Matthew Robert BLAKE

BLAKE, Matthew Robert, M.D., M.R.C.S., L.R.C.P.

Personal Data

Party
Unionist
Constituency
Winnipeg North (Manitoba)
Birth Date
January 8, 1876
Deceased Date
November 21, 1937
Website
http://en.wikipedia.org/wiki/Matthew_Robert_Blake
PARLINFO
http://www.parl.gc.ca/parlinfo/Files/Parliamentarian.aspx?Item=f7523425-47e5-4a50-9f04-74f92ee172e2&Language=E&Section=ALL
Profession
physician, surgeon

Parliamentary Career

December 17, 1917 - October 4, 1921
UNION
  Winnipeg North (Manitoba)

Most Recent Speeches (Page 6 of 14)


April 21, 1920

Mr. BLAKE:

I am informed that some of those saddles were bought twenty-two years ago, so it can be seen how extravagant the purchases were in those days. I really have not gone into' the matter raised by my hon. friend.

Topic:   PURCHASING BOARD FOR CANADA.
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March 31, 1920

Mr. M. E. BLAKE:

(Winnipeg North): Mr. Speaker, in supporting this resolution' m favour of universal military service, I desire to deal with that aspect of the .question which relates to the health of the nation as it would be improved by the training and by the inspections that would take place during that training.

Our present system of looking after our men who are at war is well organized; our Army Medical Corps have done their share towards winning the war by keeping up the efficiency of the men. Napoleon could have won out if he had had a well organized Medical Corps to look after his army, but he had not, and we know what the result was. In South Africa a great many more men died as a result of tyhpoid than were killed by Boer bullets. The first really well established medical service in war was that of Japan; the results of the services rendered by her medical officers very greatly reduced the losses and thereby increased the army's efficiency

It is even more necessary to look after our manhood in time of peace so far as health is concerned, because efficiency depends upon the health of the nation. Our developing manhood has not in the past received as much attention from a national standpoint as it should have received. The best stockman, any man who takes an interest in stock, will look after the development of his young cattle, horses, sheep or whatever it may he, and aid them and in every way bring them along to perfect full-grown animals. The health of the young manhood of our nation can be much improved by training and a better and nobler manhood thus produced. If the stockman finds it necessary to look after the development of his stock, it should be the nation's bounden duty to look after the development of its manhood. One of the benefits of training may be shown in the fact that, while the military regulations required men to have a chest measurement of 34 inches, after the war had continued for a year or two, it was found that the Chest expansion under military training and proper exercise developed, so that in the later years of the war, men were taken in with deficient chest measurement, the medical officers knowing that they would develop and come up to the requirements through training. One officer told me that it was a. recognized thing that the tunics all became too small after three months' training, so as to necessitate a supply of new tunics. That was not due to the surplus food with which they were being served in the canteen, be-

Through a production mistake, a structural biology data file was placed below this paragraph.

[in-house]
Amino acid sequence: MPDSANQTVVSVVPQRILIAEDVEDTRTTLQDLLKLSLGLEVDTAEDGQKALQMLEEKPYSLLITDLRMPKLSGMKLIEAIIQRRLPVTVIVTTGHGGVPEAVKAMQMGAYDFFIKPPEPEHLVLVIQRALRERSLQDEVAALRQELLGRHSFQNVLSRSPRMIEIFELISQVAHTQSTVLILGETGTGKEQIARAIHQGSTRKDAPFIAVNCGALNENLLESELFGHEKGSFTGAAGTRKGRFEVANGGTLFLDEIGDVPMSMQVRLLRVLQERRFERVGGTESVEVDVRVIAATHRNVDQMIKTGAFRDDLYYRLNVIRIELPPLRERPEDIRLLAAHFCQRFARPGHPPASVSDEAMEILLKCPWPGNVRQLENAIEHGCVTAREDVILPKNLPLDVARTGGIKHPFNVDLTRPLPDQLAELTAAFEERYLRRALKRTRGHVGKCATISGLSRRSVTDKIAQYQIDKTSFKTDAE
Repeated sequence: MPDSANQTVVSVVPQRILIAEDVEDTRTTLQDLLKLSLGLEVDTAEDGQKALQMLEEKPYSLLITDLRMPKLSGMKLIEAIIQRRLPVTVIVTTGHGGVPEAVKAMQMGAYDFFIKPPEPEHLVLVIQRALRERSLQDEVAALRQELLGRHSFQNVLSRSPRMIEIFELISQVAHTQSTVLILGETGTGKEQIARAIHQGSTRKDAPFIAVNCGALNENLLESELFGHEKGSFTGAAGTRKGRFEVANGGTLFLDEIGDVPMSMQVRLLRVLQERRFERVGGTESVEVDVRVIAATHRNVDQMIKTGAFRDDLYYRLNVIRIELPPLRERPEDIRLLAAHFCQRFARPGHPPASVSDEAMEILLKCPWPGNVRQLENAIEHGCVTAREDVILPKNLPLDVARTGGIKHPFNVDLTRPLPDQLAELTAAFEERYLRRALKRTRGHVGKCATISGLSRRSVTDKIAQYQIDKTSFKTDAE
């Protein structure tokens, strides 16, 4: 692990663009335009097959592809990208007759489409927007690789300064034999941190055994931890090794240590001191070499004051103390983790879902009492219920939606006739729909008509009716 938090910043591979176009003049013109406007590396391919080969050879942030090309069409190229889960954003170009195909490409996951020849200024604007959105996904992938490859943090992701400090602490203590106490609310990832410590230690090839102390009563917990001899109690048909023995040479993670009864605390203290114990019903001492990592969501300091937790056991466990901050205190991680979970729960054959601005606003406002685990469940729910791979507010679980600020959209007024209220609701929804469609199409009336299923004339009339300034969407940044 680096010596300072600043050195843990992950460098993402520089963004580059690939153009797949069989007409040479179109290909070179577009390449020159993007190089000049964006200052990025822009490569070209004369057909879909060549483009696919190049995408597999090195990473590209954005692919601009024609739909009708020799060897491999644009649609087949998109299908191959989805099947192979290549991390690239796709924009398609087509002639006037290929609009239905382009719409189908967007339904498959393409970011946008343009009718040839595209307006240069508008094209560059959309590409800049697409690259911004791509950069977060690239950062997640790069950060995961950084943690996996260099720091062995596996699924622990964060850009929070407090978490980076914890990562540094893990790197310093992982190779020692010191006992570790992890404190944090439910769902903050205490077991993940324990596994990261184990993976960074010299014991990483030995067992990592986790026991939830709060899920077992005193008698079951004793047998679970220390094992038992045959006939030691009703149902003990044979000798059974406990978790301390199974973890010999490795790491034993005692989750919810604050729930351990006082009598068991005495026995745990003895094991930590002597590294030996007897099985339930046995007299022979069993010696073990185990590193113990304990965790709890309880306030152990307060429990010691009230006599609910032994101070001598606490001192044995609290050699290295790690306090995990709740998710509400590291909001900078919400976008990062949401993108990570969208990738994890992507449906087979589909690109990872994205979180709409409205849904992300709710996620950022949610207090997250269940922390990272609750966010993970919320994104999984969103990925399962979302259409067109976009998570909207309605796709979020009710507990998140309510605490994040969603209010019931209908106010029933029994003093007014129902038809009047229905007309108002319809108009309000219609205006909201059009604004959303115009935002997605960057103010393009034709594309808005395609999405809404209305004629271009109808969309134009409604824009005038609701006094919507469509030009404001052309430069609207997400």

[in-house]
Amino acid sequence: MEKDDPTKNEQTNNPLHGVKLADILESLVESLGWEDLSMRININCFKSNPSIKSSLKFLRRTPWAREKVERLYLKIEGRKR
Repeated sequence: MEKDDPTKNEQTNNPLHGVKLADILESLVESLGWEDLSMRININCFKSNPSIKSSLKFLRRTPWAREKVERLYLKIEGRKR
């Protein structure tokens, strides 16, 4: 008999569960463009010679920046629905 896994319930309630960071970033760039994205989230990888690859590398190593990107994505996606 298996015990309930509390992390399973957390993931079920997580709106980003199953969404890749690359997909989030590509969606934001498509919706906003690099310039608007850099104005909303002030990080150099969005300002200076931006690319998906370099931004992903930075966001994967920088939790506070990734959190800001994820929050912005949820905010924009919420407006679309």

cause I think the people of no nation in the. world ordinarily enjoys better food than do Canadians. It might be said of those who come from the slum districts of London that the improvement was due to proper food, and exercise in 'the fresh air, but that would not apply to Canadians who ordinarily get the best of food and are accustomed to outdoor life. This marked development in the chest and lungs of men on military service proves .the benefit resulting from military training. We would not have had so many shell-shock cases or psycho-genetic afflictions if we had had the men trained before the war. Their psychology would have been trained; they would have been used to manoeuvres; they would have been accustomed to cannonading; they would have the military spirit; and' with the changed psychology there would have .been a great deal fewer of the shelhshoek cases, or the psycho-genetic cases that have resulted from the war. I feel that a young man's education is not completed until he has had a good training in discipline. Sir Willian Whyte, who was Vice-President of the Canadian Pacific", attributes a great deal of, his success in life to the training he had received in the volunteers of Ontario in his early days. Shakespeare has made some reference to the fact that a man's training is not complete until he has learned to dance, and he goes on to say how much better a man is in hearing and deportment after he has learned to dance^all of which may. be true. Men who have been trained in discipline are more prone to make a success in the commercial world, than those who have not. Many of the homes in our cities are not overburthened with discipline; the children do very much as ' they like from their ealiest years, and it is lamentable to see in too many of the homes such a lack in this respect. This lack would be supplied by military training, and not only would the health be improved, but the psychology and viewpoint would be changed. Our youth would regard life more seriously, and, when they got a job, they would not be waiting around :for five o'clock and payday, but 'they would on the contrary get down to business and produce an honest day's work. Such would he the effect of discipline, and the result would be of incalculable benefit to the nation. The good book says: "He that ruleth himself is mightier than he that taketh a city. Self control, which is brought about only by discipline, not necessarily stern, hut firm and kind, is something that will help